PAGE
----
Suffolk bar. In 1849 he was an assistant to the Hon. George 
Lunt, who was at that time attorney for the United States in the 
district of Massachusetts. He was a member of Gov. Clifford's 
staff and in 1853 was appointed by him district attorney for the 
Suffolk district of Massachusetts. In 1854 he was appointed a 
judge of the court of common pleas. \\'hen that court was abol- 
ished in 1859 he resumed practice in Boston, but was again ap- 
pointed district attorney for Suffolk in 1861 and held that posi- 
tion until 1869. 

In 1873 he was appointed the attorney of the United States for 
the district of Massachusetts and in that ofiice he remained for 
thirteen years. At one time he was president of the John Han- 
cock Mutual Life Insurance Company of Boston. He was in the 
city government of both Charlestown and Boston and represented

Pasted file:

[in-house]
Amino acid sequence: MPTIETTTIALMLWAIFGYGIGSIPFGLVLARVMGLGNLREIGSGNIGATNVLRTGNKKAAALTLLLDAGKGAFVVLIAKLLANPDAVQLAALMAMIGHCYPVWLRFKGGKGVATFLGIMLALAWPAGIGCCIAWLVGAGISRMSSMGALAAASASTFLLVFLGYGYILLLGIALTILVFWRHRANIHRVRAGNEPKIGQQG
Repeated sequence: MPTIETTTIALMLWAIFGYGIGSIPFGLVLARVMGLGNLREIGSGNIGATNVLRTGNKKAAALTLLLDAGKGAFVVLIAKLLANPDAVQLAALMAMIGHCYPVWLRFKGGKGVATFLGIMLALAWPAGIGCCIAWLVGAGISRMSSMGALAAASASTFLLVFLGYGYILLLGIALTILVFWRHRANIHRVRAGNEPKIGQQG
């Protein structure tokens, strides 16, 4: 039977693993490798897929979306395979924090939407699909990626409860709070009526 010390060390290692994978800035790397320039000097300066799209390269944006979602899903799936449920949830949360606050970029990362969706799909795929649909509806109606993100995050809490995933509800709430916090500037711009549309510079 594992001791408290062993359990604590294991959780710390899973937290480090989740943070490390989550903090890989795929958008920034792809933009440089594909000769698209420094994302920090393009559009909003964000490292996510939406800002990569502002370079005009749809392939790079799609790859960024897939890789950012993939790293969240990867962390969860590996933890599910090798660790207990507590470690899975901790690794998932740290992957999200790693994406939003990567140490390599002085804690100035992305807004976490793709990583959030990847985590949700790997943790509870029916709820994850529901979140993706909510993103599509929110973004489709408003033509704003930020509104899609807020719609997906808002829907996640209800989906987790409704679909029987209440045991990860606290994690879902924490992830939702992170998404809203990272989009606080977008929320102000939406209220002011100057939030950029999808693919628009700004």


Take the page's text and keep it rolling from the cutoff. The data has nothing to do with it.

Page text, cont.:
Cambridge in the (General Court in 1873. He was for many years 
a counsellor in every work of education or philanthropy. He took 
an interest in the affairs of the militia, and was a commander of 
a militia company in Charlestown. In 1853 he was the comman- 
der of the Ancient and Honorable Artillery Company, and later 
an officer in the Independent Corps of Cadets. He was an accu- 
rate student and for twelve years editor of the American Almanac, 
and for a time of the Law Reports. He edited the statutes at 
large of the United States from 1855 to 1873. He was appointed 
with Judge Richardson to superintend the publication of the Gen- 
eral Statutes of Massachusetts in i860, and they were the com- 
missioners who prepared the annual supplement for twenty-one 
years. The Rev. Dr. Edward Everett Hale said of him at the time 
of his death : "Judge Sanger was one of those men of whom every 



community is proud, and without whom no American community-